Stocks advanced during the week after the European Central Bank (ECB) disappointed investors with a balk on further stimulus. U.S. and European markets lost ground but Asian bourses posted slight gains. Oil was down for the week while gold tumbled to a three-week low with a modest recovery. The 10-year U.S. Treasury yield reached its highest level of four weeks.
With 25% of S&P 500 companies having reported first quarter results, 6.7% have beaten earnings expectations while 57% have beaten sales expectations. According to FactSet, the second quarter blended earnings decline stands at -3.7%, compared to the July 1 forecast of -5.3%. If the index reports negative earnings growth for the quarter, it will mark the fifth consecutive quarter of decline, the first such string since 3Q08–3Q09. Microsoft, General Electric and eBay impressed this week; Southwest Airlines, Kellogg and Hasbro were among the disappointments.
ECB declines to commit to further stimulus, waits for September data. At its first meeting following Brexit, the ECB decided to hold interest rates at record lows.
German economic sentiment plunged in July; the ZEW index declined from 19.2 to – 6.8, its lowest level since 2012. Germany is displaying economic stability and export concerns as it adjusts to Brexit ramifications.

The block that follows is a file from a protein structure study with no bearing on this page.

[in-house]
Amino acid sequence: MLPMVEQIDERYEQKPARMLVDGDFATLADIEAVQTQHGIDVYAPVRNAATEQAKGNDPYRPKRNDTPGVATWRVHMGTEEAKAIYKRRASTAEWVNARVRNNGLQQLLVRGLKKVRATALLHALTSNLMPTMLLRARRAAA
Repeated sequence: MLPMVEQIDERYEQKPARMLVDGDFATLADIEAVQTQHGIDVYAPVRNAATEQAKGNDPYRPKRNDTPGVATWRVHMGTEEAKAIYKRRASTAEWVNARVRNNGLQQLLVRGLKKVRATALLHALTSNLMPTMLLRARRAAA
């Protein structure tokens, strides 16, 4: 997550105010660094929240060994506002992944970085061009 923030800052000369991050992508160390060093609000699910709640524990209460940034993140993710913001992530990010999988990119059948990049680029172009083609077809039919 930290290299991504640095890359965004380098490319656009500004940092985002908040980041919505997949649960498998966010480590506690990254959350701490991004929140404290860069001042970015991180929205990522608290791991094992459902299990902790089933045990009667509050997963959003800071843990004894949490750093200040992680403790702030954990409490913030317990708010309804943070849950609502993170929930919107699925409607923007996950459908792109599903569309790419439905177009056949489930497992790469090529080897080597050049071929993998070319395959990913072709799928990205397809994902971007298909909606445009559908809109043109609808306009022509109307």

China’s leading economic index rose 0.5% in June and the May figure was revised up significantly, implying steady growth over the past two months.
U.S. home sales were up 1.1% in June compared to May. May sales were revised slightly lower from 5.53 million to 5.51 million.
Housing starts rose 4.8% in June, an encouraging sign as 2H16 commences. Persistent undersupply in the face of high demand has kept homes out of reach for many potential buyers.
Jobless claims continued to impress, with the latest reading falling to a three month low of 253,000 for the week ended July 16. That beat the consensus estimate for 265,000 and was down from the prior week.
The International Monetary Fund (IMF) downgraded its 2016 global growth estimate 0.1% to 3.1%, the same as 2015. The IMF predicts a 2017 annual growth increase to 3.4%.
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